The Recent Cycling History of a 122-Year-Old Building

Way back, over ten years ago, the iconic wallpaper and paint shop at the corner of Kavanaugh and Markham finally closed up and was replaced by a quaint little grocery store. They didn’t use the entire building. There was a small shop that housed an Orbea Bikes outlet store. The Spanish bike company had it’s North American distribution center across the river in what is now the Diamond Bear Brewery (that’s the story of a different building), and they had some return and rebuilt bikes that they would sell out of this location.

Unfortunately, for local grocery shoppers, the grocery store didn’t last long and Orbea shifted their focus. Next up came a new kind of local bike shop and Spokes was born. (I haven’t changed the article linked because I find the end of it kind of funny when you find out what happened to Spokes.) Spokes was a very bright store and had a new idea, a coffee shop. The Spokes crew injected new energy into the local cycling scene. Being almost downtown, it was near some major ride routes. It was also a good after work stop to pick up some necessary parts or accessories. More than once I ran in there to grab a tail light or a CO2 cartridge and ended up sitting at the coffee bar talking about bikes and trails with other local riders. They expanded to a second location when Orbea moved to Main Street where they sold accessories, Orbea bikes, and coffee. (Spain on Main) A few years later, Orbea decided to move back across the river to a large facility in North Little Rock, Spokes downtown closed up and soon they closed up the shop in the old wallpaper and paint store. It was at this point that the owners of Spokes moved out west to try a Giant Bike store. They have recently changed the name to Spokes Giant, this makes me happy. (You’ll understand if you read the article on the opening of the original Spokes.)

All that brings us to this news release on The Meteor. A trendy bike/coffee shop that has hosted several Central Arkansas Trail Alliance socials, and recently a send-off party for Rebecca Rusch on her record-setting ride around Arkansas. My experience in their bike shop is that they are a bit more focused on road/gravel bikes and don’t stock much in the higher end mountain bikes that I like to see leaving Cannondale a little under-represented in the area.

Below is The Meteor’s latest news release:

Coffee and cycling go together as famously as peas and carrots. Doug Zell and Chris St. Peter decided to take it one fancy step farther.

With breakfast, lunch and “all-day” menus and also serving beer, wine and of course Intelligentsia Coffee, The Meteor toes the line between business lunch spot and full-service bike retailer. Carrying Cannondale, Orbea, Felt, Electra and custom options from Allied Cycle Works, it welcomes the cyclist and non-cyclist.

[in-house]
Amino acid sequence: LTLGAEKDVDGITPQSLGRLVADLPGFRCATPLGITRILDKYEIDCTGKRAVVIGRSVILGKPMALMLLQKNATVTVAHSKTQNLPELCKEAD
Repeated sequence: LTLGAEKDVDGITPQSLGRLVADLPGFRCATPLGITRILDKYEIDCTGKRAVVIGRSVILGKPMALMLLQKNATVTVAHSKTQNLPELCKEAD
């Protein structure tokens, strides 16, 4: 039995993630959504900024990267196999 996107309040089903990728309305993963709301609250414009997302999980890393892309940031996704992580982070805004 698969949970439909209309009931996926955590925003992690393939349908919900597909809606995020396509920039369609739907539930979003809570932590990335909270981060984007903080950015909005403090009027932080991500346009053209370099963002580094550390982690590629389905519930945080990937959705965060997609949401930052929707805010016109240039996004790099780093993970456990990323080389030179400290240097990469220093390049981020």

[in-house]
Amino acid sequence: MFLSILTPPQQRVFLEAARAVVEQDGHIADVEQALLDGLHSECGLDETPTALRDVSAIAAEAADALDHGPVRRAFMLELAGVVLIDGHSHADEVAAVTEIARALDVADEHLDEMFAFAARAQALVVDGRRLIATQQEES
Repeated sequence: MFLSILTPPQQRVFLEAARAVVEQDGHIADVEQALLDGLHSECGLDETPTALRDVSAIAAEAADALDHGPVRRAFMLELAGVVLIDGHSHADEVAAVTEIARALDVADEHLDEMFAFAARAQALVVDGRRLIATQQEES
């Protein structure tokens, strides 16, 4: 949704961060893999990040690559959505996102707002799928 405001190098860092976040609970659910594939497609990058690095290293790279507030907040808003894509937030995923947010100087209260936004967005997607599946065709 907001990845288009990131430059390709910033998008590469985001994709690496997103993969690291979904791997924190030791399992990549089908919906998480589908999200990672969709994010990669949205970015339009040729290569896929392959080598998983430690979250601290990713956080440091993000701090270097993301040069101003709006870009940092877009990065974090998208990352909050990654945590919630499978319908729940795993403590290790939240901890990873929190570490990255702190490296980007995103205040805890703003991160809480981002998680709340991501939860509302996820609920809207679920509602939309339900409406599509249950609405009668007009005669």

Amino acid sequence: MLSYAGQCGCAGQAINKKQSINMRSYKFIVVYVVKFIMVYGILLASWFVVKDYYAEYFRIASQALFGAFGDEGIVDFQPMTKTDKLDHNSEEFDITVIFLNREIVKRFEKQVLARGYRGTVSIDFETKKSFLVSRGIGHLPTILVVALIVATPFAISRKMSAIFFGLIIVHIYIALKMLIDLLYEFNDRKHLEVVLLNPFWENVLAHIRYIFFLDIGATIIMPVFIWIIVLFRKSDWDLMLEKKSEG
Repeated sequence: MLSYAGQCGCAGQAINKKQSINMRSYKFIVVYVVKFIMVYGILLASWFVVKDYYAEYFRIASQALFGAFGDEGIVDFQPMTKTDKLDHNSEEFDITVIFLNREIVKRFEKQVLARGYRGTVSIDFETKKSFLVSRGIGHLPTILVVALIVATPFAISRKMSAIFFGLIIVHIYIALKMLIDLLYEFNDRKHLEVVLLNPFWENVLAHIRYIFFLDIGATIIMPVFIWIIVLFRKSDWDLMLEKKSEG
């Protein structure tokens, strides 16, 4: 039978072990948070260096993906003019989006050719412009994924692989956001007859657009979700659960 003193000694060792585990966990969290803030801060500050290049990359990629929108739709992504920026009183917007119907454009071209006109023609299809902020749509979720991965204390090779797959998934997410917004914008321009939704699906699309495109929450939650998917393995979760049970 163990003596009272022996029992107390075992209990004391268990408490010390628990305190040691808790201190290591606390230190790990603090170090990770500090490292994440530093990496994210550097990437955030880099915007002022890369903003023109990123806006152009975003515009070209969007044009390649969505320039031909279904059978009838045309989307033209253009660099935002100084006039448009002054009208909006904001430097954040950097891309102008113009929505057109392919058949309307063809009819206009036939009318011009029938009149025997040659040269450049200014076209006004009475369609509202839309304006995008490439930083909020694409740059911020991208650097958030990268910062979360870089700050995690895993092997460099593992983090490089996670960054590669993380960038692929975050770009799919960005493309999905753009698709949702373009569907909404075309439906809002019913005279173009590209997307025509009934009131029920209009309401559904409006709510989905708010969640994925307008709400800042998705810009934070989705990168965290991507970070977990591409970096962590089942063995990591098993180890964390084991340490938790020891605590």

“We realize that if you’re not careful, cycling and coffee are two cultures that can come off as exclusive and snotty,” St. Peter said. “So we very intentionally trend the other way to make sure everyone feels welcome.”

Zell’s Intelligentsia Coffee has been a successful venture with 17 locations after starting in 1995, and while St. Peter wouldn’t divulge financials, he said success comes down to sweating the details.

“You can’t have 17 locations without nailing the details on every level,” he said.

The Meteor is expanding this year with two more locations: Austin, Texas, in August and Bentonville, Arkansas, soon afterward.

The Little Rock location, with 20 employees across the bike shop and cafe, opened two years ago in an 1897 refurbished building. “Open, bright, airy and fun,” St. Peter said.

The Bentonville location will share space with Allied’s corporate headquarters and offer a full cafe transitioning into a bike service and sales area and also opening into Allied’s showroom floor, St. Peter said.

“We have some great momentum at our Little Rock location, and we’re extremely grateful to our loyal customers who’ve made that happen,” he said.

In the same way, Intelligentsia changed coffee, Zell and St. Peter hope The Meteor changes the bike retailer business.

“The Meteor is just getting started, but we hope it has a similar long-term impact,” he said.

Co-sponsors of the Meteor X Giordana team, Zell and St. Peter had another reason to toast their “Espresso, Champagne and Chain Lube” lifestyle when one of their riders, Colin Strickland, won the Dirty Kanza 200 gravel race Saturday.

“What a ride! The publicity and marketing benefit is huge,” said St. Peter, who added The Meteor sponsors local clubs, teams, races, and an elite women’s gravel team, The Meteor // Intelligentsia.

So Little Rock is exporting its bike culture to Austin, TX, and Bentonville, AR. It may seem surprising but until about 5 or 6 years ago, central Arkansas was the base of Arkansas bike culture.